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A type of bicycle race in which participants are given a list of checkpoints to ride to in any order they choose.

Example usage: 'I'm entering the alleycat race this weekend.'

Most used in: Urban areas with an active cycling culture.

Most used by: Urban commuters and competitive cyclists.

Popularity: 8/10

Comedy Value: 5/10

Also see: Messenger Race, Bike Polo, Scavenger Hunt, Cyclocross,

What is an Alleycat?

An alleycat is a type of bicycle race which originated in the courier culture of Toronto, Canada in 1989. It is a fast-paced race in which riders navigate a predetermined course through city streets while collecting checkpoints. Alleycat races are usually organized and attended by urban cyclists, and they often attract large numbers of participants.

The courses for alleycat races can vary in length, difficulty, and speed. They are often designed to include difficult turns, steep hills, and other challenging obstacles. Racers must choose their own paths to each checkpoint, and the winner is usually the rider who collects all of the checkpoints in the shortest amount of time.

Alleycat races have become increasingly popular in recent years, with events taking place in cities all over the world. In the United States, the number of alleycat races has grown from around 30 in 2010 to over 300 in 2017. This growth is likely due to the increasing popularity of cycling as an alternative form of transportation.

Alleycat races are a great way for cyclists to hone their skills and test their abilities in a competitive environment. They are also a great way to meet other cyclists and explore new parts of the city. If you’re looking for an exciting and unique cycling experience, an alleycat race might be just what you’re looking for.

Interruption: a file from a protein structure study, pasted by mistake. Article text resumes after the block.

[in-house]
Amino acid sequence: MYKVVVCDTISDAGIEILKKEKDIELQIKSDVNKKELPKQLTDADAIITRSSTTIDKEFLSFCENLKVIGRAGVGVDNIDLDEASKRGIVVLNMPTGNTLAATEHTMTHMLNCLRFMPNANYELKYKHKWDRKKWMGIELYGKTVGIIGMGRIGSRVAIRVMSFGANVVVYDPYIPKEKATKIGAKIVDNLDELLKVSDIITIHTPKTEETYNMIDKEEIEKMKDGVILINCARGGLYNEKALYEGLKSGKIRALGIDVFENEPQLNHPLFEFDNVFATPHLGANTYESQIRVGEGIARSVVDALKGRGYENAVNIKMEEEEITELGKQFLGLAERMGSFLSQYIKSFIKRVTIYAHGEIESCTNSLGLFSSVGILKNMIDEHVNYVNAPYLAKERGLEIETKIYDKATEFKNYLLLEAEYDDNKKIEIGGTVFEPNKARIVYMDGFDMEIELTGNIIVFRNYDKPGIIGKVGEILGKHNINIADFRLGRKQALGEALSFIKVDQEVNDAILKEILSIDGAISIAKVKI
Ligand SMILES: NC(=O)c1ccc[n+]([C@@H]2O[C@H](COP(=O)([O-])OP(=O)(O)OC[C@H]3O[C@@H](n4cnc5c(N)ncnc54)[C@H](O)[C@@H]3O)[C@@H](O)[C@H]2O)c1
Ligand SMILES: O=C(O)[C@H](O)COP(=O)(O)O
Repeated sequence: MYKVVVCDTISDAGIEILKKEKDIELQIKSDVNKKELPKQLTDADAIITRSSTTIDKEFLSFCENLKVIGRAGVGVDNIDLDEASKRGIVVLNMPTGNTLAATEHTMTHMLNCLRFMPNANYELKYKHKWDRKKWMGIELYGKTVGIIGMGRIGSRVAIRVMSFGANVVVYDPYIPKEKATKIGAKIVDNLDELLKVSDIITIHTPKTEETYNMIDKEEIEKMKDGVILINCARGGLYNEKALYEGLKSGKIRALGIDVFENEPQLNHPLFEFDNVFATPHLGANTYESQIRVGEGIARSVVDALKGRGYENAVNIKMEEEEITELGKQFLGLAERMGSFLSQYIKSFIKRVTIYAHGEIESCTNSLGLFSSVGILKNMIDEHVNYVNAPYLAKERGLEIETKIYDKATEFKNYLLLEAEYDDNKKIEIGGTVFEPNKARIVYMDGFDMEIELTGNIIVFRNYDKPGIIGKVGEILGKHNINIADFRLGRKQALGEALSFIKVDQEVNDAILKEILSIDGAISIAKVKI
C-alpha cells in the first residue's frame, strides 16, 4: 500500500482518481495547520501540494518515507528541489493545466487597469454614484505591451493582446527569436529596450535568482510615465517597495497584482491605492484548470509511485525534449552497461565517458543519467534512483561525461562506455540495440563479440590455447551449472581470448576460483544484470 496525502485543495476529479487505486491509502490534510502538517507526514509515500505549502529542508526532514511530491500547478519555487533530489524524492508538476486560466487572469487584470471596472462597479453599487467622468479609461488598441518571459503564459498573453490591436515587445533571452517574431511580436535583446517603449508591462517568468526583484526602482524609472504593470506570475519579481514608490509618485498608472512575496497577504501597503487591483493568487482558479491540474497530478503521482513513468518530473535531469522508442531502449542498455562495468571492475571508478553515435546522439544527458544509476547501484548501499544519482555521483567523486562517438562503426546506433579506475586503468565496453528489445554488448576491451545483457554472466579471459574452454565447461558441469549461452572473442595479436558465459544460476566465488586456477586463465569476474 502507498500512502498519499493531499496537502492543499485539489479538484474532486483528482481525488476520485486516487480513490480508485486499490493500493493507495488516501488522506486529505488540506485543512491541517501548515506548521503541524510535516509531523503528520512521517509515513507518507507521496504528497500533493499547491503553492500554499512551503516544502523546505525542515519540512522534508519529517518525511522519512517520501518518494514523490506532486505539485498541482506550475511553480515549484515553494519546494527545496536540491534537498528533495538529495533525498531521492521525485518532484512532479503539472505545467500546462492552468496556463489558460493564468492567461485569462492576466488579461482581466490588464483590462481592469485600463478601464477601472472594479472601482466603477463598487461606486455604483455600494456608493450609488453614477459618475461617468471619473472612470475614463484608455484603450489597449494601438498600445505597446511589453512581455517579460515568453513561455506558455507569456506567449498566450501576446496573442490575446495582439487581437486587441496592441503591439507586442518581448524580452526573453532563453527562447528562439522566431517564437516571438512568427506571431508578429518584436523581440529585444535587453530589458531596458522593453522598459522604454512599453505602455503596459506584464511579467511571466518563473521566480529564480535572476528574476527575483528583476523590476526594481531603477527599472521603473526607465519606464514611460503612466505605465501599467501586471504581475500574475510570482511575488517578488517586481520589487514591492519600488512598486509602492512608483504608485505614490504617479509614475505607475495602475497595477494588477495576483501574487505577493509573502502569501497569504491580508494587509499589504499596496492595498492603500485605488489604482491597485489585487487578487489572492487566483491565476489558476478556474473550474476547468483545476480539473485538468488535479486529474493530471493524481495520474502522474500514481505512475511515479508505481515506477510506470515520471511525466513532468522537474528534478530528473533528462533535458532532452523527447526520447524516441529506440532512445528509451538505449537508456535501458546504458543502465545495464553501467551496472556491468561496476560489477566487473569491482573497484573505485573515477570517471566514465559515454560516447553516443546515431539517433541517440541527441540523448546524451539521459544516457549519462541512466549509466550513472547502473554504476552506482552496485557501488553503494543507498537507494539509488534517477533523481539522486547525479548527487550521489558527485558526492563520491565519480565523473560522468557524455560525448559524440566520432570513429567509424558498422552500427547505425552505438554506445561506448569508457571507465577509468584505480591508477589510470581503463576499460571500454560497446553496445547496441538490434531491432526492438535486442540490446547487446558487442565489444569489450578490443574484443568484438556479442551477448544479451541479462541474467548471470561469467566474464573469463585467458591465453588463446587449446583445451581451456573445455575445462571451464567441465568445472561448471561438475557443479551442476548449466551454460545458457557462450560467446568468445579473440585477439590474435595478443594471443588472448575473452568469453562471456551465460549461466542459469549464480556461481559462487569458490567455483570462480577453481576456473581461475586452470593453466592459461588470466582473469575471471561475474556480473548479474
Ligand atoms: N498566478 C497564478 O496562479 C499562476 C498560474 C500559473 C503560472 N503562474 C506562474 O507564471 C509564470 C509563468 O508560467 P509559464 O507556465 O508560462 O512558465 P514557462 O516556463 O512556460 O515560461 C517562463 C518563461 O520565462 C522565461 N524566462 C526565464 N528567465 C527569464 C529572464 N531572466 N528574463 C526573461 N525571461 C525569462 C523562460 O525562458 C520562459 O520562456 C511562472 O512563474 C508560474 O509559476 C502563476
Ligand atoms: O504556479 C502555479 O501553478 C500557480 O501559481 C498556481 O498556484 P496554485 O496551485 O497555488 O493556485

The History of the 'Alleycat' Cycling Race

The term 'alleycat' was first used in the context of cycling in the early 1980s in Toronto, Canada. It originated with a group of messengers who used to race each other in the city's backstreets and alleys. The races, which were informal and unofficial, were organised by the messengers to build camaraderie and set a benchmark for speed and agility.

The first alleycat race was organised in 1989 and was called the 'Courier Championships'. It was held in Toronto and was the first official alleycat race. Since then, alleycat races have spread all over the world. The races are typically held in urban areas and involve a number of checkpoints that the riders must visit before returning to the starting point. The winner is the rider who reaches all the checkpoints in the fastest time.

Today, alleycat races are popular among urban cyclists and have become a part of the cycling culture in many cities. The races are seen as a fun and competitive way to explore the city and to test one's cycling skills. Alleycat races are also used as fundraisers for cycling-related causes.

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Saddle Slang

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